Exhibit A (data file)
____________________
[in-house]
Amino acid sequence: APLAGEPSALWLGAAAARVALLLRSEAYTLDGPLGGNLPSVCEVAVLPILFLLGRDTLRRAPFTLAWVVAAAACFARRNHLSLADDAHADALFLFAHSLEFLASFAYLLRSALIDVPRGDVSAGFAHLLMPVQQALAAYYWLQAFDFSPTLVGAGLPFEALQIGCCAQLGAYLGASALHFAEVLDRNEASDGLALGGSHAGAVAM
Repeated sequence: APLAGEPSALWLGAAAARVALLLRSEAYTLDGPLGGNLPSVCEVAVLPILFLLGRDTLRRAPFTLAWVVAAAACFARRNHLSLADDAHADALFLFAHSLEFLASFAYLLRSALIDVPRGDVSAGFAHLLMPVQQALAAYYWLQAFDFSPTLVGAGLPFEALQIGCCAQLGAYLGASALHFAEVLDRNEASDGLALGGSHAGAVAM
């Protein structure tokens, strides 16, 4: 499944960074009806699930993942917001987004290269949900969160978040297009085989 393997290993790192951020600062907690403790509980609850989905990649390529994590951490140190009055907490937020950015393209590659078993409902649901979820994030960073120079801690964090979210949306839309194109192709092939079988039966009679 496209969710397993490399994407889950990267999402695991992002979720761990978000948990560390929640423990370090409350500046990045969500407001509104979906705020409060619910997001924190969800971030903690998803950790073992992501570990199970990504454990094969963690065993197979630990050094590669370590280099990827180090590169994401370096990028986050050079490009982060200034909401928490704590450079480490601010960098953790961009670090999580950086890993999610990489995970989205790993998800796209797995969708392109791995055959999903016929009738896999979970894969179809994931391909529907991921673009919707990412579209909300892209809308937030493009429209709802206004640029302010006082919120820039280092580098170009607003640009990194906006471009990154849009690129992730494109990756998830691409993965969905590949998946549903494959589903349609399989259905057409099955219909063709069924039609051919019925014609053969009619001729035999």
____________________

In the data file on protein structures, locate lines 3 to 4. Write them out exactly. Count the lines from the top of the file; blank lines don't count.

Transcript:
Repeated sequence: APLAGEPSALWLGAAAARVALLLRSEAYTLDGPLGGNLPSVCEVAVLPILFLLGRDTLRRAPFTLAWVVAAAACFARRNHLSLADDAHADALFLFAHSLEFLASFAYLLRSALIDVPRGDVSAGFAHLLMPVQQALAAYYWLQAFDFSPTLVGAGLPFEALQIGCCAQLGAYLGASALHFAEVLDRNEASDGLALGGSHAGAVAM
């Protein structure tokens, strides 16, 4: 499944960074009806699930993942917001987004290269949900969160978040297009085989 393997290993790192951020600062907690403790509980609850989905990649390529994590951490140190009055907490937020950015393209590659078993409902649901979820994030960073120079801690964090979210949306839309194109192709092939079988039966009679 496209969710397993490399994407889950990267999402695991992002979720761990978000948990560390929640423990370090409350500046990045969500407001509104979906705020409060619910997001924190969800971030903690998803950790073992992501570990199970990504454990094969963690065993197979630990050094590669370590280099990827180090590169994401370096990028986050050079490009982060200034909401928490704590450079480490601010960098953790961009670090999580950086890993999610990489995970989205790993998800796209797995969708392109791995055959999903016929009738896999979970894969179809994931391909529907991921673009919707990412579209909300892209809308937030493009429209709802206004640029302010006082919120820039280092580098170009607003640009990194906006471009990154849009690129992730494109990756998830691409993965969905590949998946549903494959589903349609399989259905057409099955219909063709069924039609051919019925014609053969009619001729035999």